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11:00 AM Pacific
12:30 PM Pacific

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Includes one complimentary Continuing Education (CE) credit.
To request speech-to-text captioning during this event, please contact us.

This one-hour training will help providers further their understanding of the experiences of Asian American and Pacific Islander (AAPI) caregivers and improve their multicultural capacities to meet caregiver’s needs. This training is part of the cultural competency training curriculum created by the staff of the Diverse Elders Coalition (DEC) and its six member organizations with the support of a grant from The John A. Hartford Foundation. Many of the research and statistics cited within the training were the result of a 15-month planning grant, during which the coalition completed a literature review, a survey of diverse family caregivers and a series of focus groups with family caregivers in diverse communities. The research was conducted nationwide, in eight languages, and was led by the older adults and caregivers represented by the coalition.

Participants in this webinar will be able to:

  • Identify and address the unique needs and caregiving realities of Asian American and Pacific Islander caregivers.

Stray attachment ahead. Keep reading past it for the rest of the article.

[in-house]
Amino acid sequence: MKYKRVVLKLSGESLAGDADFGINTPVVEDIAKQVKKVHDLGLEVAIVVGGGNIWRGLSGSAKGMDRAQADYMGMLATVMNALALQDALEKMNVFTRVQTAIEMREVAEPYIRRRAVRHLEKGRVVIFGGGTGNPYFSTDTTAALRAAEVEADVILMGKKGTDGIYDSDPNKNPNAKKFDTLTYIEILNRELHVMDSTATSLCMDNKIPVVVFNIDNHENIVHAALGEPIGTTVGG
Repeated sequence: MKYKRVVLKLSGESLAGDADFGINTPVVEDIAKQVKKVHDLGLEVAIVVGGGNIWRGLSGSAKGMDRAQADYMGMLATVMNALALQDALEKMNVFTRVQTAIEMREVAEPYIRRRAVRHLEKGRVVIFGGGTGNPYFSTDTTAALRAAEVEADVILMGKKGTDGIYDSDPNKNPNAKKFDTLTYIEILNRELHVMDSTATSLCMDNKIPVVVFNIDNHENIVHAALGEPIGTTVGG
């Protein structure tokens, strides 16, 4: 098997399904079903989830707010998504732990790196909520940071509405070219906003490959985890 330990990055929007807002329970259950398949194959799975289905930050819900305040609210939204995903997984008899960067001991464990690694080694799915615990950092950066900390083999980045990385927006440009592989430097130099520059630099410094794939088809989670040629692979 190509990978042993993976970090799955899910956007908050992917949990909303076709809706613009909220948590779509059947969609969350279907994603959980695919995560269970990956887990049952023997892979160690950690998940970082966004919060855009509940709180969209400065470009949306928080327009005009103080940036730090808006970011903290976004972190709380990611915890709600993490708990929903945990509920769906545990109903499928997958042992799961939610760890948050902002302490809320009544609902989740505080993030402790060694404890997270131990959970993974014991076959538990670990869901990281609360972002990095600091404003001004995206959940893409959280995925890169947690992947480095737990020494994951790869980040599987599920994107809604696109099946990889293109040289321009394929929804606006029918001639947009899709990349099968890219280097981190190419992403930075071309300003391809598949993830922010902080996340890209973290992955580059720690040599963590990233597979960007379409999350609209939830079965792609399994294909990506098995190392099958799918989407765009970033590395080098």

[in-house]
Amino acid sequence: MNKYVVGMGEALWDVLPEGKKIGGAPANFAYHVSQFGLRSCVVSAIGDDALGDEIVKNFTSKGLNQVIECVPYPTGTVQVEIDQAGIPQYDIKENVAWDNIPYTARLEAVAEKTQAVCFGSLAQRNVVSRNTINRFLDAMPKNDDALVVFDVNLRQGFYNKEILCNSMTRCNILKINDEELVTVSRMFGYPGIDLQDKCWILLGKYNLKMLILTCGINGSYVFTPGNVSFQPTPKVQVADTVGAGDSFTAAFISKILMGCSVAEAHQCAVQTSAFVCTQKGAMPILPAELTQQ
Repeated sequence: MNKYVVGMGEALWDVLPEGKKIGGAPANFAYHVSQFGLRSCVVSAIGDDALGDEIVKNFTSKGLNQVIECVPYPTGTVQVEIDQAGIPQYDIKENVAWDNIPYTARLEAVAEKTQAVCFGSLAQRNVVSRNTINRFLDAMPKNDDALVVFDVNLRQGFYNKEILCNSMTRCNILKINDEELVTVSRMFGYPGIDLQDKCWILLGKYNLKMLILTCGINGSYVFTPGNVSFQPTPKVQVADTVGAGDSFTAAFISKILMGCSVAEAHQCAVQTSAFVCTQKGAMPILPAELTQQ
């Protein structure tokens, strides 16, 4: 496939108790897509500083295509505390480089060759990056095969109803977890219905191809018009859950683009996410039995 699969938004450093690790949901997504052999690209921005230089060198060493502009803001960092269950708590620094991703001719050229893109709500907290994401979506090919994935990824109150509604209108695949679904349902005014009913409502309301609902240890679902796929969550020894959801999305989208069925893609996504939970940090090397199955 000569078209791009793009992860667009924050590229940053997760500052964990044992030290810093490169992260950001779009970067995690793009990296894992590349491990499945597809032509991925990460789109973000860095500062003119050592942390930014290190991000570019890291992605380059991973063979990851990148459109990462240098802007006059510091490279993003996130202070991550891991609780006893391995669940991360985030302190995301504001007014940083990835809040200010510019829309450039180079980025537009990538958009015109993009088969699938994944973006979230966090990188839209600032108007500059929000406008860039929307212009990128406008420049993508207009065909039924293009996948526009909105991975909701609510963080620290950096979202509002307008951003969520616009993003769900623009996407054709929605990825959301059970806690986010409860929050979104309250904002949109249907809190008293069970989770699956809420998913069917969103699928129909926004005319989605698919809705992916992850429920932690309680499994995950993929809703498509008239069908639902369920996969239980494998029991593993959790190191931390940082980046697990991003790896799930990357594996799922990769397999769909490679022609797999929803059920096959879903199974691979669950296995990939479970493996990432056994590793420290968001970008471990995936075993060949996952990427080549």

• Gain an understanding of how culture impacts Asian American and Pacific Islander caregivers’ perceptions of care and their health outcomes
  • Develop skills to deliver of Asian American and Pacific Islander–competent, person-directed care to improve health outcomes among Southeast Asian American caregivers.


Heather ChunHeather Chun is senior director of Aging & Caregiving for the National Asian Pacific Center on Aging in Honolulu. She brings more than 15 years’ experience in program planning and development, civic engagement and community building—working across national and regional long-term service and support systems. Heather serves on HFC’s inaugural Care Advisory Committee, and is a contracted assessor with Hawaii’s Veterans Directed Care Program.





Nina DarbyNina Darby has delivered trauma-informed programming and training for the past 10 years in Boston, facilitating trainings with people who hold diverse identities and lived experiences, and serving as the Training and Organizational Development manager at Boston Senior Home Care. There she trained nurses, case managers and geriatric support services coordinators on the unique needs of elders and family caregivers who are diverse in race, ethnicity, sexual orientation, gender identity, immigration status, language, culture and more.